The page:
The federal Labor Party has promised a forestry plan that emphasises science over environmental hysteria, and includes carbon farming and bioenergy as chief ways for the sector to fight climate change. Philip Hopkins for Timberbiz
“Labor’s principle – it has to be informed by the facts and by the science, not by panic or a social media campaign, not by a campaign waged online by GetUp! Be informed by the facts, get the experts in, get industry in and let’s work together,” said Lisa Chesters, the shadow Assistant Minister for Rural & Regional Australia.
“When it comes to endangered species and protecting flora and fauna, we’ve got to be sensible and rational about this.”
Ms Chesters, the member for Bendigo, was addressing the National Timber Councils Association conference in place of Shadow Agriculture Minister, Joel Fitzgibbon. The conference, which took place in Melbourne last week, was organised by former Latrobe City councillor Sandy Kam.
Ms Chesters said Labor wanted a plan that will address timber supply constraints and restore investment certainty. This was not just about industry jobs but reaching our goals in terms of climate and carbon.
“Forestry has such an important role to play in our future clean, green economy. The opportunity in relation to energy has always been a question about bioenergy and the role your industry can play on that,” she said.
“We know the UN convention on climate change identified bioenergy as renewable, but in this country we have completely dropped the ball. It could be because climate change has become a political hot potato, it has been caught up in that.
“We need to move past the politics and identify the opportunity that bioenergy plays in the climate change debate. This is where carbon farming is important. It’s good for farmers who engage in it – allows them to diversity their industry and share their risk.”
Ms Chesters said Labor would review the forestry water rule restrictions.
“The aim is to remove existing rules on plantations, farm forestry and carbon farming initiatives to ensure the sector can compete on a level playing field and play a bigger role in a low carbon future,” she said.
“There is a problem with these water restrictions and we will seek to resolve them, so you do have the water required for plantations and carbon farming.”
Ms Chesters said forestry had a role in tackling society’s carbon footprint.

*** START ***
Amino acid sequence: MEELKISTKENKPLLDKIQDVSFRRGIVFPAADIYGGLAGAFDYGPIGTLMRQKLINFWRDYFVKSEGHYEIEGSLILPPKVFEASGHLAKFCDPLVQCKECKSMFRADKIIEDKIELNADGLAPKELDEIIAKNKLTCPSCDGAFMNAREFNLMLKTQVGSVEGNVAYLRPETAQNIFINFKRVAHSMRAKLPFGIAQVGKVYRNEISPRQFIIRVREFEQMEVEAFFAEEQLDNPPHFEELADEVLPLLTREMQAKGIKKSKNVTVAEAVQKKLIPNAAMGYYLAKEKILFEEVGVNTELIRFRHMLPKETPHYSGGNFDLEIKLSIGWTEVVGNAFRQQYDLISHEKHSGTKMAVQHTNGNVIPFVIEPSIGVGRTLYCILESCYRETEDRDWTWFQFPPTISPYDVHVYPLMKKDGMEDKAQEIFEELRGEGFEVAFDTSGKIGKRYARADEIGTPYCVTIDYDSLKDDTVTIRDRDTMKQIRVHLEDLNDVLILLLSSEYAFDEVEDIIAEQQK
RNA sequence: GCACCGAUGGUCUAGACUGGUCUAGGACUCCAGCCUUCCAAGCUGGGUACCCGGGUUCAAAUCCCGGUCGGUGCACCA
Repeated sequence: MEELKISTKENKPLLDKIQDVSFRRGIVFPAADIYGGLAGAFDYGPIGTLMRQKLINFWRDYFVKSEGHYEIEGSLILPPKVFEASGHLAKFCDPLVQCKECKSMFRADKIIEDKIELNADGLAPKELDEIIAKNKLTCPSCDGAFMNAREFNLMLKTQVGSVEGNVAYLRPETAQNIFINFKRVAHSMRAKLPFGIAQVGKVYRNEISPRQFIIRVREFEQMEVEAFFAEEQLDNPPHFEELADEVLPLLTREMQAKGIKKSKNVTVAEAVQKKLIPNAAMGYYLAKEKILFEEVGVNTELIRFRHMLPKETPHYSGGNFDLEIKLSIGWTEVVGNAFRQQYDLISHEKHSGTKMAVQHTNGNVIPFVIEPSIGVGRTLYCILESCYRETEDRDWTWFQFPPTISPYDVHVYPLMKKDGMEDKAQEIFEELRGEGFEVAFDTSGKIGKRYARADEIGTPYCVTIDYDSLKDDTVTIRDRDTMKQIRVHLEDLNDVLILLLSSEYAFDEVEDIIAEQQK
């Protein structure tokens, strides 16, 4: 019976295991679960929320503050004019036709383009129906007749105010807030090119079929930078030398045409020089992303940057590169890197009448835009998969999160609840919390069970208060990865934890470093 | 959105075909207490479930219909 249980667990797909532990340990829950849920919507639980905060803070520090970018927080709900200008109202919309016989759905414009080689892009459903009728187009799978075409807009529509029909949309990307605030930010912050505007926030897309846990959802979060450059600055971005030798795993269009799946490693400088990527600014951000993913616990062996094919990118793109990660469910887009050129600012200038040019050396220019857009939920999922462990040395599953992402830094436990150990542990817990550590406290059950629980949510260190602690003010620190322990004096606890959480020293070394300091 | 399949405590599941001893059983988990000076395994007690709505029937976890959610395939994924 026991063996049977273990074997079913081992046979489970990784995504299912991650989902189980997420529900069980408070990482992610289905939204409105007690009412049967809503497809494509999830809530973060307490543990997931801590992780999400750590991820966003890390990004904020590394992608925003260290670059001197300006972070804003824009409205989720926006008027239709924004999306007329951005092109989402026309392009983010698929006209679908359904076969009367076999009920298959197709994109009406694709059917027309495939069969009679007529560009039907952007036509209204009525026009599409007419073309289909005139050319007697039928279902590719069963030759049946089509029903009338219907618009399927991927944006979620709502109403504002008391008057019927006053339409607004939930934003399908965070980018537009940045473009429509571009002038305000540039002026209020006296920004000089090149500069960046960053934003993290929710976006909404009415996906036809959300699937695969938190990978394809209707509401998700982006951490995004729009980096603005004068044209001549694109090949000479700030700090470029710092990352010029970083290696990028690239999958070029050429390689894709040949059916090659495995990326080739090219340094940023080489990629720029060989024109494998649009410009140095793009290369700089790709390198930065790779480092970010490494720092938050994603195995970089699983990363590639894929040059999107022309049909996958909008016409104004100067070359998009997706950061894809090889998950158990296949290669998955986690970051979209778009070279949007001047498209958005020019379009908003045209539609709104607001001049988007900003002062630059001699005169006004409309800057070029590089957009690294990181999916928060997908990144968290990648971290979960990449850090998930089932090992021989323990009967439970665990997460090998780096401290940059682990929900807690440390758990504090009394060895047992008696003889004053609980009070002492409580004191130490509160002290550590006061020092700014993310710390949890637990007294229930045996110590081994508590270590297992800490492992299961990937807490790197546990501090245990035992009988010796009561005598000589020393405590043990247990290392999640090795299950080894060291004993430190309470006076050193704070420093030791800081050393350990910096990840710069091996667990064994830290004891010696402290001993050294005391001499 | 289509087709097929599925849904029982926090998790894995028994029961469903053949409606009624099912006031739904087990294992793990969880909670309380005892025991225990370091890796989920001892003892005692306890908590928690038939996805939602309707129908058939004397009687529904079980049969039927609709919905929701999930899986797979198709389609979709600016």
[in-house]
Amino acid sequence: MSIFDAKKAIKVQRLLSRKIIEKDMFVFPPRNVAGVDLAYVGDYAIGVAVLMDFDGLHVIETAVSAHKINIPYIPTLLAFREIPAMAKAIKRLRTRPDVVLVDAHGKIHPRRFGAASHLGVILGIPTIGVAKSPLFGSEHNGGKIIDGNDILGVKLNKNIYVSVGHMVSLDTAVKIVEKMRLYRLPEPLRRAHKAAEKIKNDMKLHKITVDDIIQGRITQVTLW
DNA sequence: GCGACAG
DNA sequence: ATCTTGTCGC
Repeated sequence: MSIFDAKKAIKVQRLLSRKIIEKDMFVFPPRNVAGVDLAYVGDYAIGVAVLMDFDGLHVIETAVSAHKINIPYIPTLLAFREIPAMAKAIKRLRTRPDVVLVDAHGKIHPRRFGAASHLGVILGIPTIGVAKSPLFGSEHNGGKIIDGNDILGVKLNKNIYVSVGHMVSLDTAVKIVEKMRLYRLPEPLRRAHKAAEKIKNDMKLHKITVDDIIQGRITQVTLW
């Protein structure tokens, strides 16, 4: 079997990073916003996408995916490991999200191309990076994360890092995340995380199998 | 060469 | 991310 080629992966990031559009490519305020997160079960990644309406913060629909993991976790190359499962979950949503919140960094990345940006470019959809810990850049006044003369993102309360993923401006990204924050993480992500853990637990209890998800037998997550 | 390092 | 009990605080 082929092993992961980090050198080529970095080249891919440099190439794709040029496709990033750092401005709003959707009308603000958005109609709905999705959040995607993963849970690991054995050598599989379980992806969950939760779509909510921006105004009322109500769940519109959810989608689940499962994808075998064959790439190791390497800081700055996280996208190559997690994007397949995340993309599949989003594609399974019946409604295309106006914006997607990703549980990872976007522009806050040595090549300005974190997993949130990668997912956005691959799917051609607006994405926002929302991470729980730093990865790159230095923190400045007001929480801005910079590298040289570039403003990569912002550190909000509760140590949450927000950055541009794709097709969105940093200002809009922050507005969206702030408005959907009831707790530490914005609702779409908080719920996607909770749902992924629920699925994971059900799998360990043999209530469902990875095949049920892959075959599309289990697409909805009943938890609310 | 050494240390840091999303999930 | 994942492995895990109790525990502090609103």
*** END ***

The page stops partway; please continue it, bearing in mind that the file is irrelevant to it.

“Building homes these days, there is a shortage of plantation timber for housing – more is going to steel,” she said. “If you really want to lower the carbon footprint and improve the environment, timber wins every time.”
Ms Chester said timber was still in vogue and was ethical. The timber in the home was from Australia, not Indonesia or Brazil.
“It’s a great opportunity to show how ethical your industry is with world’s best in environmental management,” she said.
Labor was also committed to a truly general national policy plan involving the stakeholders, including the Council of Australian Governments (COAG), Greens and conservatives.
“Labor acknowledges there will be radicals on the far right and left. Neither of us are like that; we are in the middle. We need to act constructively in policy,“ she said.
“We also acknowledge a positive shift in the conservationist movement; they are talking about bio-links in a positive way. Some admit they got it wrong by locking up the forests and keeping everybody out.
“For biodiversity and sustainability reasons, we do need to look at healthy forest management, look at thinning in some ways. Because they have been locked up and have not had the right management plans in place.”
Ms Chesters said other key features of Labor’s forestry plan were:
- Improving research and development. The industry is good at innovation.
- Provide every opportunity to climb the value-added area. Too much product in this country is just bulk exported.
- Procurement rules, local content – the role we can play as a federal government buyer.
- Maximising where Australian forestry has a competitive advantage.
- Investment in TAFE, with no up-front fees for forestry courses to alleviate skills shortages and get young people interested in the industry.
Ms Chesters said political leaders had been missing in the debate.
“There are politicians in Canberra on both sides who want to get rid of the rhetoric and focus on real change,” she said. “We do need to look beyond the rhetoric and party politics.
The caveat – it has to be good policy. We do reserve our right to speak out against bad policy.”